Shows & Panels
Shows & Panels
- The 2014 Big Picture on Cyber Security
- AFCEA Answers
- American Readiness: Renewable Power and Efficiency Technologies
- Ask the CIO
- Building the Hybrid Cloud
- Connected Government: How to Build and Procure Network Services for the Future
- Continuing Diagnostics and Mitigation: Discussion of Progress and Next Steps
- Federal Executive Forum
- Federal News Radio's National Cyber Security Awareness Month Special Panel Discussion
- Federal Tech Talk
- The Future of Government Data Centers
- The Future of IT: How CIOs Can Enable the Service-Oriented Enterprise
- Government Perspectives on Mobility and the Cloud
- The Intersection: Where Technology Meets Transformation
- Maximizing ROI Through Data Center Consolidation
- Mitigating Insider Threats in Virtual & Cloud Environments
- Modern Mission Critical Series
- The New Generation of Database
- Reimagining the Next Generation of Government
- Targeting Advanced Threats: Proven Methods from Detection through Remediation
- Transformative Technology: Desktop Virtualization in Government
- The Truth About IT Opex and Software Defined Networking
- Air Traffic Management Transformation Report
- Cloud First Report
- General Dynamics IT Enterprise Center
- Gov Cloud Minute
- Government in Technology Series
- Homeland Security Cybersecurity Market Report
- National Cybersecurity Awareness Month
- Technology Insights
- The Cyber Security Report
- The Next Generation Cyber Security Experts
Shows & Panels
Search Tags: Keith Alexander
The U.S. military does not have the trained personnel or the legal authorities it needs to respond to a computer-based attack on America or its allies, and a crisis would quickly strain the force, the Pentagon's cyber commander said Wednesday.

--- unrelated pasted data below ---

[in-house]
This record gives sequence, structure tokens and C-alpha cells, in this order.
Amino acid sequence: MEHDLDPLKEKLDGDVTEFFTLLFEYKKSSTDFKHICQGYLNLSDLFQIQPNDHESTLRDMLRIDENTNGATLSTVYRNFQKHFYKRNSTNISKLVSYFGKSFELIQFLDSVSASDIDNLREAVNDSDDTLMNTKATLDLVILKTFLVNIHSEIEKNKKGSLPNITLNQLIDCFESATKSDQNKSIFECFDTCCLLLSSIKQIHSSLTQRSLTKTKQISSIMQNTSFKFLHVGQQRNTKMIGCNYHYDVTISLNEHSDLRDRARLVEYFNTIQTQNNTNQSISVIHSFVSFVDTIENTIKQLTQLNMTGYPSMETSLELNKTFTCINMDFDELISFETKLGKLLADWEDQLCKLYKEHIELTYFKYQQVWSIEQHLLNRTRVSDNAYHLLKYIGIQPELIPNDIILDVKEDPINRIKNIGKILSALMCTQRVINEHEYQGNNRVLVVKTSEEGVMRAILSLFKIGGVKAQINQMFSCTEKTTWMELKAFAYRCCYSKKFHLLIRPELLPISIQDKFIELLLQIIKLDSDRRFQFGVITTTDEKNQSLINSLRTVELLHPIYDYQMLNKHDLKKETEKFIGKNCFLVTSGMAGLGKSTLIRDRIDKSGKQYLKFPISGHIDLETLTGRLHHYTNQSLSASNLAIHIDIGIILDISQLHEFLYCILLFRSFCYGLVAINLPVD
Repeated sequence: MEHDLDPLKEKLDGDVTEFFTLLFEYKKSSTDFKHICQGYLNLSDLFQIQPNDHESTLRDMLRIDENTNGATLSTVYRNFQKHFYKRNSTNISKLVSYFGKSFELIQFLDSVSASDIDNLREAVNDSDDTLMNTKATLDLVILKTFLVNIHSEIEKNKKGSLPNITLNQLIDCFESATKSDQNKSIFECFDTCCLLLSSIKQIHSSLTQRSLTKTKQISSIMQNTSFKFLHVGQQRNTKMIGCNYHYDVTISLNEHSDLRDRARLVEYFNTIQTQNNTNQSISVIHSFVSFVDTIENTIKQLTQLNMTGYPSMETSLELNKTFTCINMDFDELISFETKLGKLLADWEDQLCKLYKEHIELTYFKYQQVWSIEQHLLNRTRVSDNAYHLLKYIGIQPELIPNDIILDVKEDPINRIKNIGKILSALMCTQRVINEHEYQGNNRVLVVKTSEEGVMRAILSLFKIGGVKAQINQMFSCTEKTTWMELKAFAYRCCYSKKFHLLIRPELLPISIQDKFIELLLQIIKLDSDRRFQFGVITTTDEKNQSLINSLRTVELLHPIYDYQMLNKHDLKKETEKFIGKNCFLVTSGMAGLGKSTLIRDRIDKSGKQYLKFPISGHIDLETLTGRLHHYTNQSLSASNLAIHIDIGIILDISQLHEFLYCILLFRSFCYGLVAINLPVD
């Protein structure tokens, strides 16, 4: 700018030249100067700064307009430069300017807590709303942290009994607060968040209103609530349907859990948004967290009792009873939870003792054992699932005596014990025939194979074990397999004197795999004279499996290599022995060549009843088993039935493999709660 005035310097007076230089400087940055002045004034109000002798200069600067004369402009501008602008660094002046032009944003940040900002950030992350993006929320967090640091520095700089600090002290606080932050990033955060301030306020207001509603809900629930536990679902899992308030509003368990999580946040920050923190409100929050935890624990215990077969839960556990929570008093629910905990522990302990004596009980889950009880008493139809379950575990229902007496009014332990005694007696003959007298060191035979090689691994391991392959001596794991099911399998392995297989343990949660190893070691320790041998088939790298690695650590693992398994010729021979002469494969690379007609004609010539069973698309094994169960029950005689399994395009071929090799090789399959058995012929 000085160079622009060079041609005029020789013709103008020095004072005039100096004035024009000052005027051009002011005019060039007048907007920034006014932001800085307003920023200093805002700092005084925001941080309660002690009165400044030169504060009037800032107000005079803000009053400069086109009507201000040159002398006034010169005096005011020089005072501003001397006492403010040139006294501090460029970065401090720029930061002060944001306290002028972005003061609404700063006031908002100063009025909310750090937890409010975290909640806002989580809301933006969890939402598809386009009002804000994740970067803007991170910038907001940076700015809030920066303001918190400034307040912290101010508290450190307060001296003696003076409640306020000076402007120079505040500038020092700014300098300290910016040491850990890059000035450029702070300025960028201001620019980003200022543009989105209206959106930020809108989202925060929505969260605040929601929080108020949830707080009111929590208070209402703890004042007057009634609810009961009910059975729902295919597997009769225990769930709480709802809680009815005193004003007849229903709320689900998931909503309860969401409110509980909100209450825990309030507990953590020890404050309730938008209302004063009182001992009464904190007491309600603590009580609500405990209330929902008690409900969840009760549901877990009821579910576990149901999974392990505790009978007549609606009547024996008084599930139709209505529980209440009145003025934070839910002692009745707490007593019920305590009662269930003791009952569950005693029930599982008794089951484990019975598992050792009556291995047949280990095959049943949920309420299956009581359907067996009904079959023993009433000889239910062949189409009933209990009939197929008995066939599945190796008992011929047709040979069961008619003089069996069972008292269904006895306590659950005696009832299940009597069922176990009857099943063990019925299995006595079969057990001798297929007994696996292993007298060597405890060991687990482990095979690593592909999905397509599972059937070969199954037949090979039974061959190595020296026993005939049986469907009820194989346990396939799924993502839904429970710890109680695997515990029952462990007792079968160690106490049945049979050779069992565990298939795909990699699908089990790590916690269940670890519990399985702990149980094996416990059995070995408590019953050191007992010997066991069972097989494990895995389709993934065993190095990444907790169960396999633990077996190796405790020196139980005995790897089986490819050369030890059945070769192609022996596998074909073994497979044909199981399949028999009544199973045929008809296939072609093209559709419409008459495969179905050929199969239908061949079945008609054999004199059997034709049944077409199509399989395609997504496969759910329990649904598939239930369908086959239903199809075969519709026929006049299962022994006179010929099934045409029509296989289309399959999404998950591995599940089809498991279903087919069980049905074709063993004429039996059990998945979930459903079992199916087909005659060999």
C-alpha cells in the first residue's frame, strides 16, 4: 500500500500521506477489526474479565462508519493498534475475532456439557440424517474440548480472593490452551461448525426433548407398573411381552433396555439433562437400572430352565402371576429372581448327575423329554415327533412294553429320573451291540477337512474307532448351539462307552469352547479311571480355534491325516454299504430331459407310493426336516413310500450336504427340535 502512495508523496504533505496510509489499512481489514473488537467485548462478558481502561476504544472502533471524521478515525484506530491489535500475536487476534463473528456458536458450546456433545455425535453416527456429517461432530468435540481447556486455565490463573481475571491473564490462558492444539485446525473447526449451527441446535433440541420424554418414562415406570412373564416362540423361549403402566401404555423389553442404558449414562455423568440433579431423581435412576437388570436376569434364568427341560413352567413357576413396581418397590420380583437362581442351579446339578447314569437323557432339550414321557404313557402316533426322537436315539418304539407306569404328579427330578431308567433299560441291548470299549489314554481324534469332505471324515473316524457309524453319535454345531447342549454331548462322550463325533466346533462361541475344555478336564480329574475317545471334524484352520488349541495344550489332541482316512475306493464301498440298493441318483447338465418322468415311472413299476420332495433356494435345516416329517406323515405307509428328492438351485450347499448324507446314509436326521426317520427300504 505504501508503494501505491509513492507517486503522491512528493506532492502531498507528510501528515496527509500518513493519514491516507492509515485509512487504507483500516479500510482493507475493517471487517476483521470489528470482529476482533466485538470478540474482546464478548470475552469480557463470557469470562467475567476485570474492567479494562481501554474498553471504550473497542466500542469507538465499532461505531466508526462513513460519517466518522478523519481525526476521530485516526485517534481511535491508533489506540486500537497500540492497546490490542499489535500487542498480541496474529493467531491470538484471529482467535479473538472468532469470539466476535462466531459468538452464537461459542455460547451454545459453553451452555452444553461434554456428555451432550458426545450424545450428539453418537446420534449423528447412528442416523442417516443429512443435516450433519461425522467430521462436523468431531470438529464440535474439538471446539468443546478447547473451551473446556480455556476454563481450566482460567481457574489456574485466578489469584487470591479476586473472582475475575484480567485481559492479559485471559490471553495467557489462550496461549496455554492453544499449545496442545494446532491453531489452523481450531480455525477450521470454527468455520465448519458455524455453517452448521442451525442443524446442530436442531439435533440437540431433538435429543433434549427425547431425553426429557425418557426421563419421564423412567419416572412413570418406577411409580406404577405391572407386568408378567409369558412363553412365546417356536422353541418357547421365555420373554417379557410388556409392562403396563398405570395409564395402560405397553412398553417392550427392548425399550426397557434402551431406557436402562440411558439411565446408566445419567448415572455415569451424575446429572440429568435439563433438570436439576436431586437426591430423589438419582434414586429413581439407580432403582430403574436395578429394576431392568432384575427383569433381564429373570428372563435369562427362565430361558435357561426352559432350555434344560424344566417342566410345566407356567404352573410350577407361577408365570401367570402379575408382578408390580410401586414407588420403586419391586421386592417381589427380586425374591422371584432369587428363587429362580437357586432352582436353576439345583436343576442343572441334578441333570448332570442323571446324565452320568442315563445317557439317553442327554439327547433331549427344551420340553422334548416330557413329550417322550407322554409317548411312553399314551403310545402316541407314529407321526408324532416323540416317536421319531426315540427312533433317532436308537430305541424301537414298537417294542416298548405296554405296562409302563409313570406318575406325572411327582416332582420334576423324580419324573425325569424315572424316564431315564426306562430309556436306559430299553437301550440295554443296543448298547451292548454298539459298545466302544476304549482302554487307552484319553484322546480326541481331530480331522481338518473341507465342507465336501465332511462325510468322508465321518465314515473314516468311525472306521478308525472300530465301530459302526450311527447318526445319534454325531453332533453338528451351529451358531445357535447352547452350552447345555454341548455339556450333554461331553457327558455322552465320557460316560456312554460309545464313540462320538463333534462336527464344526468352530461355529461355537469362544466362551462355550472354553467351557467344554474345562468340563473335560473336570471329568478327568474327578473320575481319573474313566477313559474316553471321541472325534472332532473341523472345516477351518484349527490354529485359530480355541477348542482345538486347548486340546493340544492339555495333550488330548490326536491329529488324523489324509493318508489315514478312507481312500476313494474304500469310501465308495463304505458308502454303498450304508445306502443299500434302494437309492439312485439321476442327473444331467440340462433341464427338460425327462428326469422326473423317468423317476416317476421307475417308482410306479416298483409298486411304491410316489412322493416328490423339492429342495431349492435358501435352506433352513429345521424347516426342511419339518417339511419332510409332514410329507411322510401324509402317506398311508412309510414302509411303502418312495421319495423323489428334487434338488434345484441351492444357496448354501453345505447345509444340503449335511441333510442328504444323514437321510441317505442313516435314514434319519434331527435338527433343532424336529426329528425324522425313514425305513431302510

Gen. Keith Alexander, commander of the military's new Cyber Command and the director of the NSA, said DoD can help protect private networks from cyber attack - especially critical infrastructure - without infringing on civil liberties. He said civilian agencies and private network operators could leverage NSA's capabilities without having the spy agency be in charge of security.
Tags: DoD , cybersecurity , technology , U.S. Cyber Command , NSA , DHS , Do William Lynn , privacy , civil liberties , Information Technology Exchange Program , industry , information sharing , Jared Serbu
Cyber Command Director General Keith Alexander says we'll need to stay a step ahead in the cyber war by investing in science, math and engineering.
NPR and TechAmerica report on the volunteer organization for cyber defense in Estonia.
DoD's Cyber Command is now fully operational.
Federal Security Spotlight examines the stand-up of the new DoD Cyber Command, to be lead by General Keith Alexander. This week, we bring you a portion of a House Armed Services Committee hearing where Alexander testified.
September 30, 2010
DoD will hire 1,000 cybersecurity workers a year across all the services over the next few years to build their cyber force.
Administration's working group also is looking at policies and regulations that need to be updated. DoD calls on Congressional support when the White House submits its package of legislative changes. Meanwhile, DHS has released a draft of the National Cyber Incident Response Plan.
The Defense Department and its services plan to hire a total of 1,000 cyber professionals each year over the next three years, Gen. Keith Alexander tells a House committee. Alexander said getting the right people in place to move the DoD Cyber Command into an operational stage is among his highest priorities. DoD and the services must look at how best to retain these professionals once they work for the military.
The Defense Department's cyber command will become fully operational on October 1. Federal News Radio's Jason Miller joined DorobekINSIDER with details about how General Alexander believes DoD can overcome the lack of qualified cyber employees.